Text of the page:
"Other guys do great research, try new materials, invent new ways of making materials ... but we're really not into that," Feraboli said. "We're not trying to come up with a new composite. We're less innovative in that regard. Our effort is 'how do we deal with this problem? We have a bird strike; how do we deal with it?' "
Feraboli grew up in Bologna, the center of Italy's exotic-car industry, and worked for Lamborghini in 2001 and 2002.
Later he worked at Boeing on the 787 and joined the UW in 2005.
Two years later, Lamborghini and the school began discussing the company's formal support of Feraboli's work, which led to a $1 million donation and the new labs.
"This is like a dream," he said Monday, while demonstrating the carbon-enhanced performance of a Murcielago LP 670-4 SuperVeloce brought to Seattle for today's formal opening. "Hopefully it's good for everybody to realize how important Boeing is for Seattle."
The city is an engineering hub in part "because the kind of technology Boeing does — there's no equal, so people like Lamborghini are willing to come 8,000 miles to do this," he said en route to a Ferrari dealership on Capitol Hill, where he waved and revved the orange 670-4 as he drove past the showroom.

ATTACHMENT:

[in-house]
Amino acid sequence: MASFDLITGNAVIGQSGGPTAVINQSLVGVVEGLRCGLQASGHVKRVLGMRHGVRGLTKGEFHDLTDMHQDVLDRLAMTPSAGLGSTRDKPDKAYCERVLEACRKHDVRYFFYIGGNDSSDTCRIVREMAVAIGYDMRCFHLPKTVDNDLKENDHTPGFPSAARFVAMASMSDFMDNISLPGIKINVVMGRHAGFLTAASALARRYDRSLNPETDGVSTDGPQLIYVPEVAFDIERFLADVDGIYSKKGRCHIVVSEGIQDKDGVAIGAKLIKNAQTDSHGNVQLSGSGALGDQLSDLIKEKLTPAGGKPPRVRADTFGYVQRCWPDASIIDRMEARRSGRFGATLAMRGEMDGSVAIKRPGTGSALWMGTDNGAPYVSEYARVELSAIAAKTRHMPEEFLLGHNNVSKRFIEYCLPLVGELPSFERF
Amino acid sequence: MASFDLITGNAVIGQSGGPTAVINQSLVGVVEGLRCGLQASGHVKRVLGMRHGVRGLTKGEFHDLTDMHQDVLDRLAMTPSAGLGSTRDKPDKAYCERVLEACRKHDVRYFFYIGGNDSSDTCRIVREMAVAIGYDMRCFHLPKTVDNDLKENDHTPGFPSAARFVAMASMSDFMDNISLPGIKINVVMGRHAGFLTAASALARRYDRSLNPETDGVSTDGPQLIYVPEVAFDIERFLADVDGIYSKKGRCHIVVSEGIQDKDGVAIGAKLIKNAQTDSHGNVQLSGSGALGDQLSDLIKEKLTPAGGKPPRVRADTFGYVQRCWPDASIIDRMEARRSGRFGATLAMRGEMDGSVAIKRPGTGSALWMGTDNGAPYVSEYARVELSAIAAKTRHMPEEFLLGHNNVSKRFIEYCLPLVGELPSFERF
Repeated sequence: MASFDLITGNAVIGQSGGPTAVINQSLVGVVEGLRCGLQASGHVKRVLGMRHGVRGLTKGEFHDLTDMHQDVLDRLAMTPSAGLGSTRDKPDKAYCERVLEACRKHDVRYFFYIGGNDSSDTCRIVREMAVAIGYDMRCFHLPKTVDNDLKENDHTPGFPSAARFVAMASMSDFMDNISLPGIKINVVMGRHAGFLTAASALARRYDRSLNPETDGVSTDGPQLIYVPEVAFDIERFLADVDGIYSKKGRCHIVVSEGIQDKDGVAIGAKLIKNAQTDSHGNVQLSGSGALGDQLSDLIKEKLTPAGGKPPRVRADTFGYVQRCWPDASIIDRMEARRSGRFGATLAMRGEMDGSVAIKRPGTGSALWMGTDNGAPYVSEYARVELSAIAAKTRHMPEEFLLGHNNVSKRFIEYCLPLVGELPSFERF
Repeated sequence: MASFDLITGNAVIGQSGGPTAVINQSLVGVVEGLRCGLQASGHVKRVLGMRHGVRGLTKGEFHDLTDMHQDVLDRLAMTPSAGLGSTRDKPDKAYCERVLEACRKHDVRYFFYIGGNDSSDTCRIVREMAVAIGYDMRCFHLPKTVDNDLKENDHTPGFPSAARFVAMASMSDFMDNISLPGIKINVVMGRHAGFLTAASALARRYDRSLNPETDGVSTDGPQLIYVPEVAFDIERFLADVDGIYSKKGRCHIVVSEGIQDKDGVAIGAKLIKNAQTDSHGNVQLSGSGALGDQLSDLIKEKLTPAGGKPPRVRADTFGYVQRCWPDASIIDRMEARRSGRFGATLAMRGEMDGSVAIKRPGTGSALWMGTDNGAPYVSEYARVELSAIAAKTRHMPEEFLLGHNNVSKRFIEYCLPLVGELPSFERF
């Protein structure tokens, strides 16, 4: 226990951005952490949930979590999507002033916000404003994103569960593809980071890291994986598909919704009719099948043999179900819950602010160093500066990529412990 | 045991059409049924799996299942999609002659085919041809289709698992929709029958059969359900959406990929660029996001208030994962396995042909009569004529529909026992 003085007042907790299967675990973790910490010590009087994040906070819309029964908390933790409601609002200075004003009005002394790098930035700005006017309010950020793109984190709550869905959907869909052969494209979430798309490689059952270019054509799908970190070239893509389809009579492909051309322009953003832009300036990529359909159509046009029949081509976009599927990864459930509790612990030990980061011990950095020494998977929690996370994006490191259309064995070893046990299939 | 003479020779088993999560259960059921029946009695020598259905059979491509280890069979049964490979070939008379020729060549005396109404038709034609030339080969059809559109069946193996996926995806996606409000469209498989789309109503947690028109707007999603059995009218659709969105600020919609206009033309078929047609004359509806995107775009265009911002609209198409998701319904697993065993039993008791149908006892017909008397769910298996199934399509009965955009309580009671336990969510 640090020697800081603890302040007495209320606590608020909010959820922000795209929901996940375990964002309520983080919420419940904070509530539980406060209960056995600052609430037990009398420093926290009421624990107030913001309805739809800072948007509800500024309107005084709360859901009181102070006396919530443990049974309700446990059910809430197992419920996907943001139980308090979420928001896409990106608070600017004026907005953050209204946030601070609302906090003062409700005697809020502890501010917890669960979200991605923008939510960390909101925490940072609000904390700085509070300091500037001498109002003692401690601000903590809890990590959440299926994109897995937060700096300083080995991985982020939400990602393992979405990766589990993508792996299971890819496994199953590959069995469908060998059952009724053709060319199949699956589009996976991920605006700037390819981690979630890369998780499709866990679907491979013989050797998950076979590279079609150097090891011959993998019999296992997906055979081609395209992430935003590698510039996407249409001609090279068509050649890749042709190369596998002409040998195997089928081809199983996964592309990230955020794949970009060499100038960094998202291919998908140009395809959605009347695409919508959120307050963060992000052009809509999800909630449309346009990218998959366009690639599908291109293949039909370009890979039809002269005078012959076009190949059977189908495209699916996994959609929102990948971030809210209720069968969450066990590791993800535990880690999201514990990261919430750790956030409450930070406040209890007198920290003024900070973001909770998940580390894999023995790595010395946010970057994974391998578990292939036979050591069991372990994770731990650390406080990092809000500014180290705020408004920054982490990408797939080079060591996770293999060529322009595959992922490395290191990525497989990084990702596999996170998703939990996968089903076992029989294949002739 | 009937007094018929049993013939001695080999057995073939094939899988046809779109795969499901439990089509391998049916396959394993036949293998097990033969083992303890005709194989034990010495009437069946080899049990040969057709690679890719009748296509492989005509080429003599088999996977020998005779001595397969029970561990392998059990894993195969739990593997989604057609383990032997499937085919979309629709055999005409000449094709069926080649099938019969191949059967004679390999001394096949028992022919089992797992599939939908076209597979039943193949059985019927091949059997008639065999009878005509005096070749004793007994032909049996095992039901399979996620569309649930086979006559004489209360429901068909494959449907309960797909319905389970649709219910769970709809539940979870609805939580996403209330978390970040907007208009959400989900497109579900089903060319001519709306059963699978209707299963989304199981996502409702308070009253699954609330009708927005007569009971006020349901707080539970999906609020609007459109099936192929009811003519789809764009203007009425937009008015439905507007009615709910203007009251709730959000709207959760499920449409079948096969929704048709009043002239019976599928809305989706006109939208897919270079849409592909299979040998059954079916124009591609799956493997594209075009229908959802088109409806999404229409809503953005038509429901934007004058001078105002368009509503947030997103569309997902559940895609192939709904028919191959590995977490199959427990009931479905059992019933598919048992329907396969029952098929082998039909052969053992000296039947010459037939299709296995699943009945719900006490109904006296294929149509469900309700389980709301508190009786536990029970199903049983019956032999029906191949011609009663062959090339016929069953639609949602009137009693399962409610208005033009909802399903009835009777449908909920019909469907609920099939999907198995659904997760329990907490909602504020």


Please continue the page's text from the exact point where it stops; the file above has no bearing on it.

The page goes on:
Feraboli helped design the composite body of the Murcielago, the first Lamborghini to make major use of carbon fiber when it debuted in 2001.
In the limited-edition, $450,000 670-4, carbon composites account for 31 percent of the structural weight.
Inside stately Guggenheim Hall, where the UW has been teaching aeronautical engineering since 1930, several rooms have been painted black with a yellow racing stripe and decorated with models of Lamborghinis made with carbon composites.
One room is full of computers. Another is like a small factory, with equipment to fabricate carbon-fiber parts, scan for defects and then blast them with electricity to simulate lightning strikes.
But the coolest stuff is hidden below the school's wind tunnel, in a basement room housing the tunnel's enormous air compressor. Now the compressor is also powering a rail-mounted test sled that's being used to crash test Lamborghini components, mounted on chassis sections shipped from Italy.